Marathon swimming events from August 8 to 9 and the triathlon on July 30, July 31 and August 5 are also scheduled to take place in the Seine.


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On Friday, organizers told Reuters that they are looking at other options, such as a different venue for marathon swimming and scrapping the swimming leg from the triathlon altogether.

“The rules of World Triathlon allow, as a final resort, for the competition to be held in a duathlon format,” a Paris 2024 spokesperson told Reuters in French.

“On the other hand, in order to guarantee that marathon swimming events could still be held if all other contingency plans were exhausted, we have initiated a fallback plan based on the Vaires-sur-Marne Nautical Stadium,” the spokesperson said.

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“The competition site, already used for rowing and canoeing events, has all the necessary features to host these events if required.”

Organizers also told the Associated Press on Friday that the events could be postponed by a few days if conditions at the Seine are unsafe.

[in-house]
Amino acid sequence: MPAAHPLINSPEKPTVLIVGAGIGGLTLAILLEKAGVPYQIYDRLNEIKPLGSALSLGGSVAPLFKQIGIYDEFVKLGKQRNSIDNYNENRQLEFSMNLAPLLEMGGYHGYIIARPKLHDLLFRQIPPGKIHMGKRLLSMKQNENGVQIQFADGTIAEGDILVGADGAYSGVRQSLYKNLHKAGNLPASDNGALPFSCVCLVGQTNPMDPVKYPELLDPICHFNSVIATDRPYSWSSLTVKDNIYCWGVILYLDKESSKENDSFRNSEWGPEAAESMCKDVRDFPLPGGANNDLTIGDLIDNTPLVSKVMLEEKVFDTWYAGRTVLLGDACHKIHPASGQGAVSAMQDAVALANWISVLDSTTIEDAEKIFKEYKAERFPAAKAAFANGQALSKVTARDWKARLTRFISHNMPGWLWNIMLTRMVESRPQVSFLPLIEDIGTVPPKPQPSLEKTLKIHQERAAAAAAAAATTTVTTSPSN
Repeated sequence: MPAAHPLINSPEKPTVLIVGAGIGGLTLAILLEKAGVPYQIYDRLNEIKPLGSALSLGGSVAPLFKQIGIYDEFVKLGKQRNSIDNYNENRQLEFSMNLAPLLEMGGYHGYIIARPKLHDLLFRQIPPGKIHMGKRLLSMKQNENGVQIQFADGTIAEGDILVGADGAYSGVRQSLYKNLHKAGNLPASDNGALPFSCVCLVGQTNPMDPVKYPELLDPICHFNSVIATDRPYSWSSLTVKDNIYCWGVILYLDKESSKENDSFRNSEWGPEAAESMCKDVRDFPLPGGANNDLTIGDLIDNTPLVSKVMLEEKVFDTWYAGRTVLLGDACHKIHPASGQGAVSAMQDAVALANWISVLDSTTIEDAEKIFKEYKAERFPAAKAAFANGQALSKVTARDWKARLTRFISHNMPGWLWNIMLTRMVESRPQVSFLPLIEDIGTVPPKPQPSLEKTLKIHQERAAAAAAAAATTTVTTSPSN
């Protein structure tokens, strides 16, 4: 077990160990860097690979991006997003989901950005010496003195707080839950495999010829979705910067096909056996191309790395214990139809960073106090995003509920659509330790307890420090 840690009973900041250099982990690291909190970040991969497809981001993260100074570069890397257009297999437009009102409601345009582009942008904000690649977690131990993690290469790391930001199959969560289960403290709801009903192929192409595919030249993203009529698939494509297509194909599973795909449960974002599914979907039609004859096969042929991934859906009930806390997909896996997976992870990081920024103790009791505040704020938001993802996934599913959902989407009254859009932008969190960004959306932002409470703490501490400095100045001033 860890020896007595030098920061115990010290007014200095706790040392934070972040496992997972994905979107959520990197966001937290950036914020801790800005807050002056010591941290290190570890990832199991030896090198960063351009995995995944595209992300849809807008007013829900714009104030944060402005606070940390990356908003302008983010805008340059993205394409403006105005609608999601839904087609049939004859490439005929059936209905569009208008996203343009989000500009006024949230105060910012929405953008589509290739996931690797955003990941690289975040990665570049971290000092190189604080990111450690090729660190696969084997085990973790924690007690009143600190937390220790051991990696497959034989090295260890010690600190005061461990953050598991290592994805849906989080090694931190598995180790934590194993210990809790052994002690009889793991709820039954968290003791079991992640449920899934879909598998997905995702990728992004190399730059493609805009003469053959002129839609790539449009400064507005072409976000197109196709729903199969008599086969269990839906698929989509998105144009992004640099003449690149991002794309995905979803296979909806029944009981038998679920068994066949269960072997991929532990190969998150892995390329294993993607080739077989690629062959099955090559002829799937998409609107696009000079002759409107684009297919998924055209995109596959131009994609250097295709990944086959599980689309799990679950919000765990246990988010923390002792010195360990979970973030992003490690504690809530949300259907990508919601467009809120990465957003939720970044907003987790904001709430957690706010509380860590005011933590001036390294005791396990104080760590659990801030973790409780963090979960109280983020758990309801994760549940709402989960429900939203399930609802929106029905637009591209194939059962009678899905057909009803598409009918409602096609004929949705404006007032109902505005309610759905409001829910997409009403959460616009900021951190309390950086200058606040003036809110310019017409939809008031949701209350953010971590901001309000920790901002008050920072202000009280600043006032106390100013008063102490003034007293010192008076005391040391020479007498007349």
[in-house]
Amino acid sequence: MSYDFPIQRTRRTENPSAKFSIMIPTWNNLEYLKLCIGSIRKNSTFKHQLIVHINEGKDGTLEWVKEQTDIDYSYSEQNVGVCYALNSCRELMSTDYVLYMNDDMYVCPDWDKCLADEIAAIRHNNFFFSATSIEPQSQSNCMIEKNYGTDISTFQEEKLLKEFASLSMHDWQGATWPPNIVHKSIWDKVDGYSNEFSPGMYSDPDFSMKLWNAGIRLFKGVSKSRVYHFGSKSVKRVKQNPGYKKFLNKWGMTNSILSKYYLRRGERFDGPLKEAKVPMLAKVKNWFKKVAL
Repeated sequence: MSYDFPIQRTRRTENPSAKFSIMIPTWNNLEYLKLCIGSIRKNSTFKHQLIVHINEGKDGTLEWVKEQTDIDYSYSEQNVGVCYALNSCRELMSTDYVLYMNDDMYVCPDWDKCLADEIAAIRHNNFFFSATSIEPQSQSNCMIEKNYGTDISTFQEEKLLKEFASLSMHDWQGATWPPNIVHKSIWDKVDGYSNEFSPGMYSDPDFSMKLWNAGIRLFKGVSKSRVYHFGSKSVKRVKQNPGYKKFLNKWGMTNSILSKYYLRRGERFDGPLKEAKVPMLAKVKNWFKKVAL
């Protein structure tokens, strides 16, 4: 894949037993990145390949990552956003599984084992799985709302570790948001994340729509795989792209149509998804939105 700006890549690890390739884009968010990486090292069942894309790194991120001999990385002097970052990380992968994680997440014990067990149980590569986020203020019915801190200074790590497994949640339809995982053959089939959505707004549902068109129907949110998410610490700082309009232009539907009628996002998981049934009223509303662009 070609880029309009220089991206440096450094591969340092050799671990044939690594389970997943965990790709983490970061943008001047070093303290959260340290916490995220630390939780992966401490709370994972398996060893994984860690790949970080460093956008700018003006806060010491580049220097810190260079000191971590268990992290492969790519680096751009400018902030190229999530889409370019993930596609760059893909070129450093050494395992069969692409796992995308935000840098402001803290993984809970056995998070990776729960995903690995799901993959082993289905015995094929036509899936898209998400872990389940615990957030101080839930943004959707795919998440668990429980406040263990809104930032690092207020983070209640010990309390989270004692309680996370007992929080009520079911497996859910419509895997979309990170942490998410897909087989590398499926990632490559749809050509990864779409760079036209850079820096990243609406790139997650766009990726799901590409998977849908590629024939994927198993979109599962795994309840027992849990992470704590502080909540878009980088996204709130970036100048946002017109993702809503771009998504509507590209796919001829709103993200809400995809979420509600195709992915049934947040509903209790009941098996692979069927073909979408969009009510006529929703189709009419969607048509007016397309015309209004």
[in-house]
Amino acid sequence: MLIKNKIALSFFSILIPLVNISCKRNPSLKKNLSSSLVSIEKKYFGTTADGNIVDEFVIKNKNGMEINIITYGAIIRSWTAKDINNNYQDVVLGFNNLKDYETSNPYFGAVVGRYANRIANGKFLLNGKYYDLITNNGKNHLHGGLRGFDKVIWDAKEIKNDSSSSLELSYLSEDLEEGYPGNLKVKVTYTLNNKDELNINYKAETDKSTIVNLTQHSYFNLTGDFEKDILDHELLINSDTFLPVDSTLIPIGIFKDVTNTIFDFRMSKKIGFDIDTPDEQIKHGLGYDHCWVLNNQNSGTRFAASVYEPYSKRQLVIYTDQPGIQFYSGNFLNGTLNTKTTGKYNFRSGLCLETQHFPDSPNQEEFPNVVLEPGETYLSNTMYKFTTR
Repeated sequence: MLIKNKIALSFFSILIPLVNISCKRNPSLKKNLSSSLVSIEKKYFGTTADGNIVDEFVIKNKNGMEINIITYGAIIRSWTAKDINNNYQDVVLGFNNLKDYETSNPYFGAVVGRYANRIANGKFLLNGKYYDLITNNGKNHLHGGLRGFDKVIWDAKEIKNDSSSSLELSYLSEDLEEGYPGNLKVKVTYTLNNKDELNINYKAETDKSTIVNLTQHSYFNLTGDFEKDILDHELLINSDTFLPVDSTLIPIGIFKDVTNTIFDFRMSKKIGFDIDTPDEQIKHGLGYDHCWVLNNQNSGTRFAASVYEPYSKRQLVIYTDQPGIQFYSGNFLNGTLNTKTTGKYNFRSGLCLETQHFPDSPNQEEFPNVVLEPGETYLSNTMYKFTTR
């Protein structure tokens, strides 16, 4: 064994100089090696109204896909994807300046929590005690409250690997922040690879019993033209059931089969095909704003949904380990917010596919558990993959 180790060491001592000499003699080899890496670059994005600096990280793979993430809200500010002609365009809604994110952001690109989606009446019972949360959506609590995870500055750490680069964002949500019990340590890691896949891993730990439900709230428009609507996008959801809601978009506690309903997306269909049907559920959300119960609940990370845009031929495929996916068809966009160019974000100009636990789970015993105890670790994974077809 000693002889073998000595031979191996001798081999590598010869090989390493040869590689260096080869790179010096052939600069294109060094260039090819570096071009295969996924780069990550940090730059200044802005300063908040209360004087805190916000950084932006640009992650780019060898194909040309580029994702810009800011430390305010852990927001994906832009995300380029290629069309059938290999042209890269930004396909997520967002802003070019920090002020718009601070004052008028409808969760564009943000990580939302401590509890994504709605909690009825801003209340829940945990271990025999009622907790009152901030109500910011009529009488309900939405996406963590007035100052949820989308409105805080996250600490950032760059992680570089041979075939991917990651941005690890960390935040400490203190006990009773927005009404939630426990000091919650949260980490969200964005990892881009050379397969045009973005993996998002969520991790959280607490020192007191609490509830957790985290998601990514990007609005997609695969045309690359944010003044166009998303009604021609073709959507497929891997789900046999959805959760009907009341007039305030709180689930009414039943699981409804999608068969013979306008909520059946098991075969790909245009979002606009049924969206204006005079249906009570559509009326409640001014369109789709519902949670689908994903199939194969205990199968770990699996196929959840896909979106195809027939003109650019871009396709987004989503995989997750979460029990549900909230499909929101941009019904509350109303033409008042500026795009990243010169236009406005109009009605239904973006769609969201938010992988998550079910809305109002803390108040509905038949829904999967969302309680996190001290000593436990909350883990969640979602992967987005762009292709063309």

Global News did not a get a response from Paris 2024 about the Seine’s safety and the backup plan by the time of publication.


Click to play video: 'Paris Olympics: Opening ceremony rehearsal held on Seine river'


Paris Olympics: Opening ceremony rehearsal held on Seine river


Habash said it’s not unusual for sporting bodies to test the water quality ahead of a competition to make sure it’s deemed safe for swimming.

The Canadian Olympic Committee told Global News that its medical team is in frequent contact with World Aquatics and Paris 2024 organizers, adding that Team Canada’s health and safety was the top priority.

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“We are confident that the events can be safely held in the Seine,” the COC said in an emailed statement.

 The French capital has been working on cleaning up the Seine so people can swim in it again, as was the case during the 1900 Paris Olympics.

But a sewer problem last summer led to the cancellation of a pre-Olympics swimming event.


People sit along the Seine river with stands installed on its banks, Thursday, July 4, 2024 in Paris.


AP Photo/Thibault Camus